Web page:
Pros and Cons of HP Laptops

In this day and age, the demand for immediate access to necessary data is paramount for consumers of electronics. From computers to smartphones, we are living in a fast-moving world that may demand of us answers we need references to acquire. We have jobs that require us to port our work from one location to another, being able to access anything we need quickly easily. We demand reliability, stability, and speed. As a big player in the computer industry, HP has been a dominant force in the world of electronics. Widely regarded in the top 5 brand listing, HP’s laptop computers are widely sold and acquired by consumers around the globe. 

But why choose an HP laptop, or perhaps, why opt for another type? Let’s take a look at some pros and cons of HP Laptops.

Pros and cons of HP Laptops
Photo by NESA by Makers on Unsplash

Pros of HP Laptops

1.) Portability. The number one laptop advantage, in general, is the ability to move them from one location to another easily. Their shape and design are conducive to easily fitting in backpacks, suitcases, or even larger purses. They are generally light and do not require a lot of effort to transport. Whether you are carrying one from meeting to meeting in an office building, sitting in a coffee shop, or traveling cross country for work, HP laptops are easy and accessible in most situations.

2.) Easy Setup. HP laptops are very easy to set up. Even when opening the computer for the first time, it takes merely plugging it into an outlet and a push of the power button to bring up a series of easy to follow instructions that would allow even a novice user to get their system up and running quickly.

3.) No Need for Peripherals. While there are external mouse or keyboard components that can be used with a laptop, the HP laptops are an all in one machine, allowing a user to use any functions of a computer with just the laptop alone. 

4.) Technology. Most newer models of HP laptops come superior processing power, vibrant screen resolution, and ample hard drive space.

5.) Internet Access. The ability to quickly connect to WiFi is a giant plus of laptops overall, as even most public places have WiFi capabilities. Therefore access to the internet from a laptop can be achieved from almost anywhere.

Cons of Owning an HP Laptop

1.) Durability. The one disadvantage which comes with portability is the question of strength. A mobile object like a laptop stands a far greater chance of being broken or damaged than something stationary. HP laptops, therefore, are certainly more fragile than their desktop counterparts. Still, they are also often more situations where they can be dropped, have something spill on them, or be otherwise physically damaged.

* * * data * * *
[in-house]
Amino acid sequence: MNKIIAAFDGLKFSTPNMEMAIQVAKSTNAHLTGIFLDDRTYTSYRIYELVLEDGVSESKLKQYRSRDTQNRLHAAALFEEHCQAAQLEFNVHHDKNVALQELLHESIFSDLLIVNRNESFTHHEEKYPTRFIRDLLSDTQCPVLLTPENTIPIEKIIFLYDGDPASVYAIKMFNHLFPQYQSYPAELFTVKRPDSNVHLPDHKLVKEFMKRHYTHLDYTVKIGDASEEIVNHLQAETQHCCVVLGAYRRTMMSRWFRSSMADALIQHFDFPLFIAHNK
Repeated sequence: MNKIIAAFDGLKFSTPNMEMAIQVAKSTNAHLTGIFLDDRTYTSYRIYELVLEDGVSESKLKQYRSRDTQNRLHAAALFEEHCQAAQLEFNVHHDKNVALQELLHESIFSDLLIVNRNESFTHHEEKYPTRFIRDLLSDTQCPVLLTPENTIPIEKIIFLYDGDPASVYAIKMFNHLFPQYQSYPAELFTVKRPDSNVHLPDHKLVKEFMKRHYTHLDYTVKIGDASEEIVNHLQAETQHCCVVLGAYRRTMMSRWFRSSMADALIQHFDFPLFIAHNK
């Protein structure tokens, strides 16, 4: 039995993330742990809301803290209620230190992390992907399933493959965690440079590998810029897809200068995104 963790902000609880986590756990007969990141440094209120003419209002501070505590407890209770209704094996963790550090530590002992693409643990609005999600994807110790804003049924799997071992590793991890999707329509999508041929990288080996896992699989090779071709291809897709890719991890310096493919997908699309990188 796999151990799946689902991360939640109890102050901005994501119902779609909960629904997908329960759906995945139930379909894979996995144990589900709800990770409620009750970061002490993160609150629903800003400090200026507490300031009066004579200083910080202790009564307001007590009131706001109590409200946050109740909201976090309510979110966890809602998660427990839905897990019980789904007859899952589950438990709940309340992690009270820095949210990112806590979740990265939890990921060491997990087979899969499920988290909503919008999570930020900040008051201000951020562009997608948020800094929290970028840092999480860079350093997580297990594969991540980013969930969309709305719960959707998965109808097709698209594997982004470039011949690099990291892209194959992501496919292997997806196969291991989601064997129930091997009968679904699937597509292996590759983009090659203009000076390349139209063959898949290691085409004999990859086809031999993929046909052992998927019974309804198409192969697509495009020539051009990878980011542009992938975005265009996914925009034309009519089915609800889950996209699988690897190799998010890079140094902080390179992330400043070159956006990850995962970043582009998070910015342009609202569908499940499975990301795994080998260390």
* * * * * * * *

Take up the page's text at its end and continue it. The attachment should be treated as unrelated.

2.) Batteries. There are specific rules about battery use in general, such as charging fully to capacity being negative because it ends up degrading the battery life faster. With laptops, which could end up staying plugged in all day by some users, the batteries can be unpredictable. Users who may be too busy or not actively know about the technical limitations of battery capacities can run their battery out faster by fully charging or allowing the battery to deplete too often fully.

3.) Updates. Any HP laptop with an operating system will occasionally need updates. Depending on the nature of the update (critical, urgent, routine, etc) the updates can be sprung on the user without much of choice. Additionally, with multiple preinstalled software, it is up to the user to keep track of what has been updated and what requires it. Though most come with ample warning, some OS updates can be very lengthy, rendering the user incapable of actually using the PC.

4.) Price. Depending on the user’s needs, some laptops can run pretty low in cost, comparatively speaking. But as they say, “you get what you pay for.” Paying a low price can land you with a good HP laptop, but it usually means having smaller virtual memory, smaller hard drive, reduced speed, smaller screen, and at times lack ample ports or even CD drives. The higher the price, the more you get, but at times the tipping point of the price might not be enough to justify the expense.

Alan Behrens
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